The plight of Karnataka farmers dependent on Cauvery water, no doubt, needs to be highlighted in the wake of the release of water to Tamil Nadu. But whether a bandh is the best way to do that is a moot question. The groups that organised the bandh on Saturday claim that people voluntarily participated in the protests. However, most people remained indoors in the comfort of their homes, while those travelling to distant places were left stranded at various points. Businessmen and daily wage earners were the worst hit.
The Karnataka government and all political parties in the State should approach the issue dispassionately to arrive at a reasonable water-sharing arrangement. This is not the time to score political points and draw mileage by keeping the issue alive through unreasonable demands and inflaming people’s passions.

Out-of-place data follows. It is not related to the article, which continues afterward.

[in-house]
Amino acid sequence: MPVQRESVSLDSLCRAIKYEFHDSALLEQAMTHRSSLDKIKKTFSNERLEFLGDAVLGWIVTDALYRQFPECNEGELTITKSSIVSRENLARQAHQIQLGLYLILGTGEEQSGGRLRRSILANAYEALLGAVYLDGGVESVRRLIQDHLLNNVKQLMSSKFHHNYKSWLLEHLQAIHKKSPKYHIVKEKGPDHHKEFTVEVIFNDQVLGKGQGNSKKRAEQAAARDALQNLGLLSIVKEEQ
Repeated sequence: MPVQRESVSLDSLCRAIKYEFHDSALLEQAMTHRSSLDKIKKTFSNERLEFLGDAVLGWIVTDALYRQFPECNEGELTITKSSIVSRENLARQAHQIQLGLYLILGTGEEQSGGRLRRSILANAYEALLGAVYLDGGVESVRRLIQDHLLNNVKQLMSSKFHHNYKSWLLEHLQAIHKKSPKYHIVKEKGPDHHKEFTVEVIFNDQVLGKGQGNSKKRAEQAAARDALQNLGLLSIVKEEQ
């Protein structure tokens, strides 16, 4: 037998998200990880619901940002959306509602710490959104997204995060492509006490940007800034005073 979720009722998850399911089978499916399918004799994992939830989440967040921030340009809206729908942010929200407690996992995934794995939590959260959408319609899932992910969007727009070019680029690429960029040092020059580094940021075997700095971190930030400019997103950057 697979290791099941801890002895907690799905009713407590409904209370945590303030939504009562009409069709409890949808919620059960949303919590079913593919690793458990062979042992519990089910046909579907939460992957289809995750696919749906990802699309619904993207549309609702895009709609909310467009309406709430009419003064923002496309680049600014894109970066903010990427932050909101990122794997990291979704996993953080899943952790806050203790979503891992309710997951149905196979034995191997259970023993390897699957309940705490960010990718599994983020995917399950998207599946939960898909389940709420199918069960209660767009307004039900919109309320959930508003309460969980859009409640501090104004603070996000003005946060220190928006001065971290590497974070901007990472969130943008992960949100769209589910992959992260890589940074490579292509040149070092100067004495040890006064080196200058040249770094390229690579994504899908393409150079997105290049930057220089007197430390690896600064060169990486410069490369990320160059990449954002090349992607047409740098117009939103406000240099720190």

Bandh as a means of protest has become frequent, causing immense problems to thousands of people. Those who arrive in the city where a call for a bandh has been given are put to great difficulty as transport is paralysed and taxi and auto-rickshaw drivers demand exorbitant fares. The police are helpless spectators. Shops are forced to down their shutters. People are intimidated into joining the bandh — spontaneity is rare. It is time for those who organise bandhs to think of alternative means of protests that do not hurt the aam aadmi.